School-aged children in large cities often take public transportation to get to and from school. And for children who live further away from their schools, this can often mean taking up to 4 different modes of transportation in a single day. While this may not seem like the sort of problem that a city would need to address, having hundreds or in some cases thousands of extra passengers each day can pose real logistical problems for even advanced transportation systems such as Philadelphia’s Southeastern Pennsylvania Transportation Authority, or SEPTA. To help alleviate the additional traffic that school children generate, and to make it easier and more cost effective for these students to reach their schools safely and on time, SEPTA has introduced a trial program that allows students to use weekly passes that are given to them by their school, which means that the students have free access to the transportation system during weekdays.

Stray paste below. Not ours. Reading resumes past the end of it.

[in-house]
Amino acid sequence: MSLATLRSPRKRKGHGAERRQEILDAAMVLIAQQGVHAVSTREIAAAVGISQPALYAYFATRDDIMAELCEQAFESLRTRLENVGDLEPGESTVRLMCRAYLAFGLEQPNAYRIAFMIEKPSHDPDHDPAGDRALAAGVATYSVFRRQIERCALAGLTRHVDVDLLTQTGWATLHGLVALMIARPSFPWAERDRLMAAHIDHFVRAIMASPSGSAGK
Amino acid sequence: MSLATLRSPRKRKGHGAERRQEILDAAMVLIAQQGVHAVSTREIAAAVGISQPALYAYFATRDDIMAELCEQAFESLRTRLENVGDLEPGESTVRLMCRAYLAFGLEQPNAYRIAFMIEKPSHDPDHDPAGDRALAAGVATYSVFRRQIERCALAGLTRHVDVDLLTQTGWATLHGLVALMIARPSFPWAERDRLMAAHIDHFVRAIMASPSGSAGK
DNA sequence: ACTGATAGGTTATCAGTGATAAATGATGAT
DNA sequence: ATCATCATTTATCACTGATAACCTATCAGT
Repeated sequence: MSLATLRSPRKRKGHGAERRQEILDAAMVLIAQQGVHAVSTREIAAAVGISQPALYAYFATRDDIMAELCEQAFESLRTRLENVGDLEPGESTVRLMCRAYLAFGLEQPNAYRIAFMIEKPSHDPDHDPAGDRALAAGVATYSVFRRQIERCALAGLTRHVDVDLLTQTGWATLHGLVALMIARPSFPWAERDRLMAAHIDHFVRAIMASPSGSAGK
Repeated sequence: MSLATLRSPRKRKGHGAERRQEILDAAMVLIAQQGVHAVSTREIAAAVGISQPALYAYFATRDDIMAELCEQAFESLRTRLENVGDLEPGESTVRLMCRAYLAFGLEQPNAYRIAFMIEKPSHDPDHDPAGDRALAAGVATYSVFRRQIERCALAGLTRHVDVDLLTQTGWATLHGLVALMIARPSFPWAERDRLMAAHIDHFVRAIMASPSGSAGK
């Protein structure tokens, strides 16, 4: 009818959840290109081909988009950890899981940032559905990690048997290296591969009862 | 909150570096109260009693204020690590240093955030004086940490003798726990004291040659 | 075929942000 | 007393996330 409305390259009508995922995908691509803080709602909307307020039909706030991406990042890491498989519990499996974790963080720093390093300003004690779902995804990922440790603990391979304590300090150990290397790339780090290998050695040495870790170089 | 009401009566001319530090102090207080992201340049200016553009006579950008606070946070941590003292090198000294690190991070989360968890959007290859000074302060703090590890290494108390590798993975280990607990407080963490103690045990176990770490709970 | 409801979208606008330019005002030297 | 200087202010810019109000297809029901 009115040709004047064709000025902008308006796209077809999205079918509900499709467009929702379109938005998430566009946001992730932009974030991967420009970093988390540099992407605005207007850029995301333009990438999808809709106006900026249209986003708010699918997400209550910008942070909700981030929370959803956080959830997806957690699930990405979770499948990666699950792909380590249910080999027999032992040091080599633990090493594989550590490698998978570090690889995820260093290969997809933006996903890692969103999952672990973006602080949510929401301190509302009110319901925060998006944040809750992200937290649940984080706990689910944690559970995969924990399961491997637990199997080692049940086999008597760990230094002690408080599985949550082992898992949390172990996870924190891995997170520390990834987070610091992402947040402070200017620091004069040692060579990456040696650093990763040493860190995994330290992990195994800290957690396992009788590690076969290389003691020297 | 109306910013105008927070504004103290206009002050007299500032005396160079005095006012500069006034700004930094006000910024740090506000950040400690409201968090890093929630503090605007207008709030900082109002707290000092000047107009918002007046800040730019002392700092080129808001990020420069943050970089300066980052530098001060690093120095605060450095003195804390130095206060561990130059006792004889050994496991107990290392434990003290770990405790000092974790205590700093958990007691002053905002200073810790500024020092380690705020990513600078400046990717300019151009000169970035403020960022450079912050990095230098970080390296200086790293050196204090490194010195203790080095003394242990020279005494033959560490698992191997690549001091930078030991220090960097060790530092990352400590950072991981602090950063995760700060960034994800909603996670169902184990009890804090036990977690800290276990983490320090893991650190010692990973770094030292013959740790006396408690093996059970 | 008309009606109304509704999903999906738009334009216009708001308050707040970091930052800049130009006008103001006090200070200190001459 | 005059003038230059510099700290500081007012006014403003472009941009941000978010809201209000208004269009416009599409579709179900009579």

The recent trial program by SEPTA however points to another problem facing public school systems. In the past, a simple fleet of school buses would be able to pick up and deliver school children with relatively high levels of efficiency. However, in a complicated urban environment where schools may close halfway through a student’s career, and where intracity traffic and congestion are real problems, the school bus fleet has in many cases become a thing of the past. With education budgets being slashed nearly daily by local and federal governments, and with congestion charges rising sharply in an attempt to curb rising city pollution levels, school buses have become outdated. Requiring nearly constant maintenance, and being prone to mechanical failure, these aging school buses have been replaced by modern public transportation networks where the network’s operational costs are spread over all of its customers, thereby relieving school systems of a primary financial burden and, also, introducing students to the practicality and convenience of public transport systems.